In celebration of Nederburg Baronne’s ruby anniversary, cellarmaster Razvan Macici has donated a unique ten-bottle collection that features every one of the first ten vintages of Baronne, including a bottle of the maiden Nederburg Baronne vintage of 1973, while Alain Vallet from Grays Mauritius donated a 1 X 750 ml Nederburg Cabernet 1963, a wine originally sold at the 1995 Nederburg Auction and described then by wine writer Dave Hughes as “surprisingly fresh, despite its age”.
Longstanding supporters of the Charity Auction, the Rupert family, this year donated a La Motte 1 x 750 ml bottle Hanneli R 2007, donated by Hanneli Rupert-Koegelenberg. Bottled in September 2011, just 3,000 bottles of this wine were produced.
Boplaas cellarmaster Carel Nel has donated a 4 X 750 ml bottle collection of the Boplaas Cape Vintage Reserve Port, rated 5 star by Platter’s SA Wine Guide. This collection of 2005, 2006, 2008 and 2009 will last for more than 50 years. They are some of the last vintages allowed with the word “Port” on the label.
The Nederburg Auction is about rare and unusual wines, but they don’t come much rarer than the donation by auctioneer Anthony Barne MW himself: a Barbeito Verdelho 1885 Madeira. The Verdelho varietal was once one of the most prolific vines but never regained its former pre-eminency afterbeing badly afflicted by vine louse and phylloxera in 1872, making vintage Verdelho the rarest of Madeiras. Almost all have a wonderful freshness on the palate, the result of the volcanic soil on the island bringing to the wine a high natural acidity and agelessness.
Returning to more modern times, the Chenin Blanc Association has donated a collection of fine Chenins to the Charity Auction – a six-bottle collection of 5-star Platter’s SA Wine Guide Chenin wines representing the extensive depth of South African terroir diversity and winemaking. The collection consists of the Beaumont Hope Marguerite 2008, Stellenrust ‘45’ 2009, Botanica Chenin Blanc 2009, The FMC 2006, Nederburg Edelkeur 2009 and Mullineux Straw Wine 2008.
Finally Jacques Smit from Sabi Sabi has donated a three-night wilderness experience at the world’s Top African Lodge for 2012: Sabi Sabi Earth Lodge. This includes return flights from Johannesburg to Sabi Sabi, meals, all safaris and house selection of drinks.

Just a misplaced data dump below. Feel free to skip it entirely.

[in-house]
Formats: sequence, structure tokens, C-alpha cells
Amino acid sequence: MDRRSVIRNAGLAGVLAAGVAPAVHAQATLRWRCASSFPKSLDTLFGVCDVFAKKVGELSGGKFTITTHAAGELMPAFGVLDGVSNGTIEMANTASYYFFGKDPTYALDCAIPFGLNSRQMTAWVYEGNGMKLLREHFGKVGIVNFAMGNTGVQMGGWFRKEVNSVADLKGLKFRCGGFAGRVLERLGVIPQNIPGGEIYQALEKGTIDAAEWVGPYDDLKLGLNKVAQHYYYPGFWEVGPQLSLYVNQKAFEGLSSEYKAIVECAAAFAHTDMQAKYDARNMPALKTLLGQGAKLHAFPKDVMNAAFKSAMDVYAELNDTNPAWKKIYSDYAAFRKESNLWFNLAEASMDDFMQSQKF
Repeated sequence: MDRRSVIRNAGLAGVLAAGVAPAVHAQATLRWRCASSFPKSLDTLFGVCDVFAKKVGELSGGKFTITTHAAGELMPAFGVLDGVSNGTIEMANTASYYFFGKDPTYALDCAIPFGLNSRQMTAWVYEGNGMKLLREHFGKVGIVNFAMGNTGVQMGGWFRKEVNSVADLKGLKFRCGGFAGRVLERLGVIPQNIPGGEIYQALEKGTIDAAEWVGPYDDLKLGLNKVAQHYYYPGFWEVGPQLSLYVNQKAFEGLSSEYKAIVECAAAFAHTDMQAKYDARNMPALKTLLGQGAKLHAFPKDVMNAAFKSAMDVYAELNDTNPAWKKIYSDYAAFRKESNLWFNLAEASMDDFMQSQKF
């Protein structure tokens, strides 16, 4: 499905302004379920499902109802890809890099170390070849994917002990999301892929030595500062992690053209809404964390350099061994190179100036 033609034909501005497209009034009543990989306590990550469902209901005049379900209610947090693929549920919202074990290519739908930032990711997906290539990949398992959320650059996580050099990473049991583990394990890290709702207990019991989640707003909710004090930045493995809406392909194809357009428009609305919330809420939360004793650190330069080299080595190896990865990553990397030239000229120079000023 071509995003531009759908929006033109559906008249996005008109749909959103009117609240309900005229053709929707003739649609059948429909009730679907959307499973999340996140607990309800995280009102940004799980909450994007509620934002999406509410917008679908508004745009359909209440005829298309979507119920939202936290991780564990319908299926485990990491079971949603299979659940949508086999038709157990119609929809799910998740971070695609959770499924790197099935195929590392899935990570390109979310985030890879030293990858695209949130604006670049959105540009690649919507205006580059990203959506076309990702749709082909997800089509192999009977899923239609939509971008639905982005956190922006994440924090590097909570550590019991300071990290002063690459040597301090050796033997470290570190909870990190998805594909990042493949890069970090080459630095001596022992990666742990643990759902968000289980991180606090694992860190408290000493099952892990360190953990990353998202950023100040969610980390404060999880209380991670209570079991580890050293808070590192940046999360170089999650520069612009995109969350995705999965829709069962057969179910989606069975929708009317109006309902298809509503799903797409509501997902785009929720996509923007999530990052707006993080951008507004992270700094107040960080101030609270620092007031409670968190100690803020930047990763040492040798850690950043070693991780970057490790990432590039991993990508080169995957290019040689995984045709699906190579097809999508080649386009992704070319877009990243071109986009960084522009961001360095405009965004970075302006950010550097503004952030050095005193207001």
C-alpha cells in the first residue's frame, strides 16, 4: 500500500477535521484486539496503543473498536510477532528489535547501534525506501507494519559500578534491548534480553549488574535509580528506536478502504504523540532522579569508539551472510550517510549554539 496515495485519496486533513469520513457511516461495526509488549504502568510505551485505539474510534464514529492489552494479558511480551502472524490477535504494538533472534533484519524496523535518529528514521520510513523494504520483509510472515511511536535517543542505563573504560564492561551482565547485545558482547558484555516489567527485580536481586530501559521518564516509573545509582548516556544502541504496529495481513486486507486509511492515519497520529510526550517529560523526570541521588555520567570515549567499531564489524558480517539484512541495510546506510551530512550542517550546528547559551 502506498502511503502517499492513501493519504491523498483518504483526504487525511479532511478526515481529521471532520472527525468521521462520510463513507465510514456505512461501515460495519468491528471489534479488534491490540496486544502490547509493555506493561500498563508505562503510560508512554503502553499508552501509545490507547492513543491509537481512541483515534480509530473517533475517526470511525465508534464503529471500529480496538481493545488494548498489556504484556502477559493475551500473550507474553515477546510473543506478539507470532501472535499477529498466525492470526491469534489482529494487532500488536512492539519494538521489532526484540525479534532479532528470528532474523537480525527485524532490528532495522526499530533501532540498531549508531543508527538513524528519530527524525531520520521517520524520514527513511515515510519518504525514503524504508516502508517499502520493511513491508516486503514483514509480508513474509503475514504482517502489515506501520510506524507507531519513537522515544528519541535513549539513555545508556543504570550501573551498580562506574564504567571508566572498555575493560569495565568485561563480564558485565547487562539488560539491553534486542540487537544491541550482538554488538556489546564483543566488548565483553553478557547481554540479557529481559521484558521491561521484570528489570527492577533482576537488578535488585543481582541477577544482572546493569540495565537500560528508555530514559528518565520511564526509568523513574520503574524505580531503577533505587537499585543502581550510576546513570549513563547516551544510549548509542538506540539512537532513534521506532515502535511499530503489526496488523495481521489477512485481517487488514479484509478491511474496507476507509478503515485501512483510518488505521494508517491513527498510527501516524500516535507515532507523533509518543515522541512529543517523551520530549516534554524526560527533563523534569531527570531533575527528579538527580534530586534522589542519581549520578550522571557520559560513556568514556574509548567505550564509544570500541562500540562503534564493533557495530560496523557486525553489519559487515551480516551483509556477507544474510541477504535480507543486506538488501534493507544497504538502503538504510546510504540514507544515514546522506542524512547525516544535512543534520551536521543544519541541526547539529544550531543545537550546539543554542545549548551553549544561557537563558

The charity auction will be held in the auction hall at the close of the Nederburg Auction on Saturday, 7 September, prior to the luncheon. The Nederburg Charity Auction proceedings go towards the Goedgedacht Trust, the Pebbles Project Trust and the Anna Foundation. Visit www.nederburgauction.co.za
Situated on the outskirts of Malmesbury in the Western Cape, this organization aims to make a difference in two areas: helping children to escape poverty, and caring for the environment. With its Path-Out-Of-Poverty-Programme, it aims to help impoverished children break free from the damaging cycles of poverty that have trapped rural families for generations. The programme focuses on Health, Education,Personal Development and Care for the Earth.
The Anna Foundation was started in 2005 with the mission to assist disadvantaged
schools and communities by providing academic, social and environmental support and equipping children with skills for life-long learning. The learning is based on the “3 Rs programme: Reading, Running, Right-ing.” The 3rd R, Right-ing was introduced to address the importance of positive self-esteem and self-worth, and help teach children different life skills. The programme is currently being implemented on farms in the Western Cape, directly influencing over 300 children and training 21 community staff members. www.annafoundation.com
PEBBLES PROJECT TRUST
The Trust’s work supports children, teenagers, parents and wider communities in the Somerset West, Stellenbosch and Paarl areas of the Western Cape. The focus is on special educational needs – especially for those whose lives are affected by alcohol – through providing support and training to local wine farm and township crèches and establishing after-school provision for older children. www.pebblesproject.co.za